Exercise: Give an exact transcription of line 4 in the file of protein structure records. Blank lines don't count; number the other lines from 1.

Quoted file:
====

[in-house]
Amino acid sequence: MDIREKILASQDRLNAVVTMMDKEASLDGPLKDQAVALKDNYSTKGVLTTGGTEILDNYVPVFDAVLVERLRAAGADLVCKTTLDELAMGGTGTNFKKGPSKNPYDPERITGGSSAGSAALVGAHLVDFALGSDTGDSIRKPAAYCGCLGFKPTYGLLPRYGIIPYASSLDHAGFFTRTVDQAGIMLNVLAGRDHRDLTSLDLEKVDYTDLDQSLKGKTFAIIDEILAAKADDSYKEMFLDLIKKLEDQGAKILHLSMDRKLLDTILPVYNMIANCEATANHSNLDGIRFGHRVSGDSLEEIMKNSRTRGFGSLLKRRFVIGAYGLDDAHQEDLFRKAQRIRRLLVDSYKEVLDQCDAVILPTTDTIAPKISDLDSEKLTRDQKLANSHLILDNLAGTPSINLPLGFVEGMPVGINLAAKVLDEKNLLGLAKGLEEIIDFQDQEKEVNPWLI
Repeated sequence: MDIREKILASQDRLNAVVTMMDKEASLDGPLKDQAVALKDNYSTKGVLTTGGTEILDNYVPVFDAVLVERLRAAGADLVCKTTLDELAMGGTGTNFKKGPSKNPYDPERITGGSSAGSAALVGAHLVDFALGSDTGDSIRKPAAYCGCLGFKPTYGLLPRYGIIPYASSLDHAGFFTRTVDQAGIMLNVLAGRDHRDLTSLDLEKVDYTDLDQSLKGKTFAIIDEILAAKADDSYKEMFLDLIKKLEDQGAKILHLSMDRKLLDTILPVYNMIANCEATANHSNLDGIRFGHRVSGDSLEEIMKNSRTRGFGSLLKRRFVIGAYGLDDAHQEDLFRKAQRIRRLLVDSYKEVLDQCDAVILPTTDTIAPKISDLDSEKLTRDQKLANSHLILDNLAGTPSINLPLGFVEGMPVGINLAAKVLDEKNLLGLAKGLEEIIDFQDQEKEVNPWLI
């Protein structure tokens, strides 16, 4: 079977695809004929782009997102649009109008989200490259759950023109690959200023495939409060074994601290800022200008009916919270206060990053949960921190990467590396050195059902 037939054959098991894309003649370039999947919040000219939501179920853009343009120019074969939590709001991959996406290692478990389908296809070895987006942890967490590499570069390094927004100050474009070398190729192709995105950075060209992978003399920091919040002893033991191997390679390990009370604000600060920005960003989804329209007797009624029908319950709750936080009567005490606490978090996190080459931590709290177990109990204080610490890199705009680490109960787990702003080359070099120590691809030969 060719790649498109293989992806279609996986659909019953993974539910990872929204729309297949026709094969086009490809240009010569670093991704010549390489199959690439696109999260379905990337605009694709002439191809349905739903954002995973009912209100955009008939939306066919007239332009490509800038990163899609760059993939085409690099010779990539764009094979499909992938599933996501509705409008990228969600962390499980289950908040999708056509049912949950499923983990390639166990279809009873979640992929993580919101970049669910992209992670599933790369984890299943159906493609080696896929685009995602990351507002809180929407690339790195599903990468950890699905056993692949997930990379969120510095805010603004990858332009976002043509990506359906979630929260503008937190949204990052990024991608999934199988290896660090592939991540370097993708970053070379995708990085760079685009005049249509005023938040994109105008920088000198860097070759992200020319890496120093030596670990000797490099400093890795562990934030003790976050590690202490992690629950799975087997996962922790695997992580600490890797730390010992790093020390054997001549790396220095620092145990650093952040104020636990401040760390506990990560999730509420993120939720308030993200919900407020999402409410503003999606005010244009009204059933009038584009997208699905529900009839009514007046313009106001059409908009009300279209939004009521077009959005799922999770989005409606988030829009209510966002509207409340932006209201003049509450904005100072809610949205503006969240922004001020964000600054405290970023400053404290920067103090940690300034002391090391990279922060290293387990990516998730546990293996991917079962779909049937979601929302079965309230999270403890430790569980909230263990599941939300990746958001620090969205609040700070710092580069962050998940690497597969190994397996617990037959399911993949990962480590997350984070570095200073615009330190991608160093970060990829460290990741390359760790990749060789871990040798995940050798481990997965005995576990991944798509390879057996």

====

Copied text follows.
């Protein structure tokens, strides 16, 4: 079977695809004929782009997102649009109008989200490259759950023109690959200023495939409060074994601290800022200008009916919270206060990053949960921190990467590396050195059902 037939054959098991894309003649370039999947919040000219939501179920853009343009120019074969939590709001991959996406290692478990389908296809070895987006942890967490590499570069390094927004100050474009070398190729192709995105950075060209992978003399920091919040002893033991191997390679390990009370604000600060920005960003989804329209007797009624029908319950709750936080009567005490606490978090996190080459931590709290177990109990204080610490890199705009680490109960787990702003080359070099120590691809030969 060719790649498109293989992806279609996986659909019953993974539910990872929204729309297949026709094969086009490809240009010569670093991704010549390489199959690439696109999260379905990337605009694709002439191809349905739903954002995973009912209100955009008939939306066919007239332009490509800038990163899609760059993939085409690099010779990539764009094979499909992938599933996501509705409008990228969600962390499980289950908040999708056509049912949950499923983990390639166990279809009873979640992929993580919101970049669910992209992670599933790369984890299943159906493609080696896929685009995602990351507002809180929407690339790195599903990468950890699905056993692949997930990379969120510095805010603004990858332009976002043509990506359906979630929260503008937190949204990052990024991608999934199988290896660090592939991540370097993708970053070379995708990085760079685009005049249509005023938040994109105008920088000198860097070759992200020319890496120093030596670990000797490099400093890795562990934030003790976050590690202490992690629950799975087997996962922790695997992580600490890797730390010992790093020390054997001549790396220095620092145990650093952040104020636990401040760390506990990560999730509420993120939720308030993200919900407020999402409410503003999606005010244009009204059933009038584009997208699905529900009839009514007046313009106001059409908009009300279209939004009521077009959005799922999770989005409606988030829009209510966002509207409340932006209201003049509450904005100072809610949205503006969240922004001020964000600054405290970023400053404290920067103090940690300034002391090391990279922060290293387990990516998730546990293996991917079962779909049937979601929302079965309230999270403890430790569980909230263990599941939300990746958001620090969205609040700070710092580069962050998940690497597969190994397996617990037959399911993949990962480590997350984070570095200073615009330190991608160093970060990829460290990741390359760790990749060789871990040798995940050798481990997965005995576990991944798509390879057996």